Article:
"Data-Driven Thinking" is written by members of the media community and contains fresh ideas on the digital revolution in media.
Today’s column is written by Jennifer Byrnes, associate director of data strategy and insights at Varick.
Facebook recently decided to shutter its partner categories feature, which many advertisers relied on for targeting via third-party data brokers. Google later announced a similar decision, limiting access to user data via DoubleClick ID.
Reaction to these changes seemed to fall into two separate categories: panic (see Acxiom’s falling stock) or indifference. For marketers who fall into the first category, I’m here to tell you that it is really a blessing in disguise. The industry is shifting to accommodate for user privacy, and there is no better time than now for a data intervention.
It’s time to rip the Band-Aid off and stop using nontransparent third-party data – today.
Many advertisers already have data resources internally, such as sales or CRM data, that they are not using to its full potential. While third-party data has had its time in the spotlight, brands should be taking the steps to activate their own data instead of relying on inferences made by big-data companies. Marketers must build out a way to connect internal data and insights across their media strategy to align with their brand goals.
We know the industry can get complicated and the number of partners a brand may work with can quickly become overwhelming. Brands must take a closer look at who they’re working with and what they are providing, outside of the simple performance metrics.
Partners should be providing valuable reporting and brands should be making use of it. If a partner is simply using data to optimize but isn’t providing actionable insights that can be used to set up customized targeting for campaigns, they are part of the problem, too. Brands must look for partners who have their long-term growth in mind.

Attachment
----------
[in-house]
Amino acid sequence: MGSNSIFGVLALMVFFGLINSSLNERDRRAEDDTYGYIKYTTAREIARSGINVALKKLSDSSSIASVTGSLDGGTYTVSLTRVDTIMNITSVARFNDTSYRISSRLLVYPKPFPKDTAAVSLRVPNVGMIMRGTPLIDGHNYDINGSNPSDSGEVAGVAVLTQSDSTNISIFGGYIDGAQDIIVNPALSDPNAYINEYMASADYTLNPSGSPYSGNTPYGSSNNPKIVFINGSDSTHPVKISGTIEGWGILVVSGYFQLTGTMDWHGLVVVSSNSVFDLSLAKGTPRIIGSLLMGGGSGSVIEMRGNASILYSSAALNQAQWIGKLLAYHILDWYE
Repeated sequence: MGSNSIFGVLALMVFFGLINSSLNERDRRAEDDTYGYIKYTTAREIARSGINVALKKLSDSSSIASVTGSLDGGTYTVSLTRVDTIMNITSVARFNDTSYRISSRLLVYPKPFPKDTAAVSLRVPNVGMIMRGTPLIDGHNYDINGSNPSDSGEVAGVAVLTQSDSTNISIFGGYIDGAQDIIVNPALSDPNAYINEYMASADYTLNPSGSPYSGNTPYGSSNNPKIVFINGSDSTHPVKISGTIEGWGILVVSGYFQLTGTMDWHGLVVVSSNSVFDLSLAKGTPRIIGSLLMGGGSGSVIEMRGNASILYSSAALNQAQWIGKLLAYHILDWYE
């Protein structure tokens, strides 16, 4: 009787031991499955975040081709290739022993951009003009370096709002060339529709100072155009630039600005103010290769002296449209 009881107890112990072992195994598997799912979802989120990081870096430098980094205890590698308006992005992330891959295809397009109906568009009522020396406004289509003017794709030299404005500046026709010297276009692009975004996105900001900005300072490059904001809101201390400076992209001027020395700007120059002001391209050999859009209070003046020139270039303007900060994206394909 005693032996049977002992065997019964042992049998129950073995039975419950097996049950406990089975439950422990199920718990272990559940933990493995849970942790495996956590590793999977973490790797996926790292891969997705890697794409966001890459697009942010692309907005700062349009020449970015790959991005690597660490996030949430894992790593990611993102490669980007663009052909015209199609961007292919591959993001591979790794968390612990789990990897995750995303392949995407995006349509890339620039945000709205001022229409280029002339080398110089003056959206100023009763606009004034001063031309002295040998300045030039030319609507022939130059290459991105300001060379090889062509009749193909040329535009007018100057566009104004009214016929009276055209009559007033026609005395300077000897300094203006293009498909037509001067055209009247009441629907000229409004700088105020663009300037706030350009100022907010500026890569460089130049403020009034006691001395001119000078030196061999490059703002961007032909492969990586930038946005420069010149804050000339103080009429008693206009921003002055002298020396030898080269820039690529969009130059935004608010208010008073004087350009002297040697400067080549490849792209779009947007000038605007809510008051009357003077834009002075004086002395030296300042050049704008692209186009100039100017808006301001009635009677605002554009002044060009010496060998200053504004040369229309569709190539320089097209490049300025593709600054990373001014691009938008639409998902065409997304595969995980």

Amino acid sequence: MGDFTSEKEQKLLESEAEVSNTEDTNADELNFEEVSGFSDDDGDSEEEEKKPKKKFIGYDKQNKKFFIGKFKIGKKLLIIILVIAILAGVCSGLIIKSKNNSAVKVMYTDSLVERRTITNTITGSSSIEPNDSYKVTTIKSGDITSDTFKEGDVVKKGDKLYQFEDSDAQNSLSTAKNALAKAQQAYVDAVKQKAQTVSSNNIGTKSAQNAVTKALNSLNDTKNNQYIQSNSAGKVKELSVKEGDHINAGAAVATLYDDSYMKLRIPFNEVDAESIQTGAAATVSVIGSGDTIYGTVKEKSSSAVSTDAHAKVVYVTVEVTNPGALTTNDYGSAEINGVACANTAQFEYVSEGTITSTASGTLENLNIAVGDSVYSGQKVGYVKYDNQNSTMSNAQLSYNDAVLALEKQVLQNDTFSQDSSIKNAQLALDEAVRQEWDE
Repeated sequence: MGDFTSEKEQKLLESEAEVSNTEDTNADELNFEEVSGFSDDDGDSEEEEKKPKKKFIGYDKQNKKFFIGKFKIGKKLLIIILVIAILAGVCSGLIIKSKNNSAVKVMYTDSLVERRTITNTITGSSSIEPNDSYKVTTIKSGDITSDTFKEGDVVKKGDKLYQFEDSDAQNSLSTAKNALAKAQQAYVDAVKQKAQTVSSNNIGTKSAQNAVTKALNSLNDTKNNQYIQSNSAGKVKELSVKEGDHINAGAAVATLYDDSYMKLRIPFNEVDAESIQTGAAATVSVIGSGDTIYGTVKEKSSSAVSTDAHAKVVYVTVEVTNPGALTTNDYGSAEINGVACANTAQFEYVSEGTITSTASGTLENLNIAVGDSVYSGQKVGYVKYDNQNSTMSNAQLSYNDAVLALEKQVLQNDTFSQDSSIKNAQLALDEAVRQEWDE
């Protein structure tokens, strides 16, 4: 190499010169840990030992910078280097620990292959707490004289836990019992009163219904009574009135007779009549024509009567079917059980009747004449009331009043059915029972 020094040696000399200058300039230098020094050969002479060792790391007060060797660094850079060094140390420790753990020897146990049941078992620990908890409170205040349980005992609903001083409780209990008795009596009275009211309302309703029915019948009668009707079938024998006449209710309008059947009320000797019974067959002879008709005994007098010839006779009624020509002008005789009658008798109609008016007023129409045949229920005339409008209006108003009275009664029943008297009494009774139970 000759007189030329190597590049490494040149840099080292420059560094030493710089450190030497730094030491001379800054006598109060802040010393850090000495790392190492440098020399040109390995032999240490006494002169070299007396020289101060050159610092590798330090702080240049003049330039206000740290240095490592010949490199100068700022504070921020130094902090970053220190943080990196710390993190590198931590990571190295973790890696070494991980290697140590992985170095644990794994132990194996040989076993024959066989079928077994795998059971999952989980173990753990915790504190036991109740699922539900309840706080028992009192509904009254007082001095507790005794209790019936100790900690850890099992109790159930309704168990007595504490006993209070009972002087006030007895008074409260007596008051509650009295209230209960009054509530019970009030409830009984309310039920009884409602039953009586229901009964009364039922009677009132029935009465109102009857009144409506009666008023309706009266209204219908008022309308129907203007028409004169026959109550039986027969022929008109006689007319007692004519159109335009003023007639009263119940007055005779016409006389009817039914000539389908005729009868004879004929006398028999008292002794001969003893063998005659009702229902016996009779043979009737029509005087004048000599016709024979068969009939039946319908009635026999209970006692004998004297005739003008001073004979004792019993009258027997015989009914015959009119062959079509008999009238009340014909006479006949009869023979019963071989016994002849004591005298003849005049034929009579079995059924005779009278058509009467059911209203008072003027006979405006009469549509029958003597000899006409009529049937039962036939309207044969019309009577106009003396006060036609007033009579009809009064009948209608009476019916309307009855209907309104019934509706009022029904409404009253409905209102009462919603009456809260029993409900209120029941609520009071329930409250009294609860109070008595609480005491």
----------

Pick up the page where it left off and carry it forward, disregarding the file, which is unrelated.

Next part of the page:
Brands should be applying insights from in-house sources and partners to a wide range of decisions, such as:
- Audience development: Advertisers can find untapped audiences that have an affinity for a brand and learn about their unique behaviors to expand market share.
- Marketing mix: Data tells us how our customers consume media; those signals will point to new mediums to engage audiences before competitors get there.
- Messaging and personalization: Ad messaging should be appropriate for the audience being targeted. Sending a brand’s most valuable customers different messages than those sent to new prospects is crucial. And they shouldn’t shy away from developing a creative optimization strategy.
- Attribution: Being able to apply data pertaining to a consumer’s purchase path is highly valuable. By analyzing a consumer’s online and offline actions, a brand can create lookalike models for future potential consumers.
- Predictive analytics: Brands can take their data to the next level by predicting how and when their audience will take actions based on past behaviors. This can even translate to offline success.
Moving beyond third-party data might seem daunting for marketers who have been relying on it for so long, but in a quickly changing industry, marketers must always be willing and ready to adjust to see success.
While Facebook and Google’s recent data decisions opened the floodgates of concern for some marketers, it must also be seen as a positive turning point. By getting ahead and taking action, marketers can use the data, partners and insights at their disposal to expand their digital strategies beyond targeting.
At the end of the day, homegrown data is an invaluable resource that all marketers should be using. A data intervention can be as simple as some internal soul-searching, partner vetting and taking action to get their relationship with data as healthy and fruitful as possible.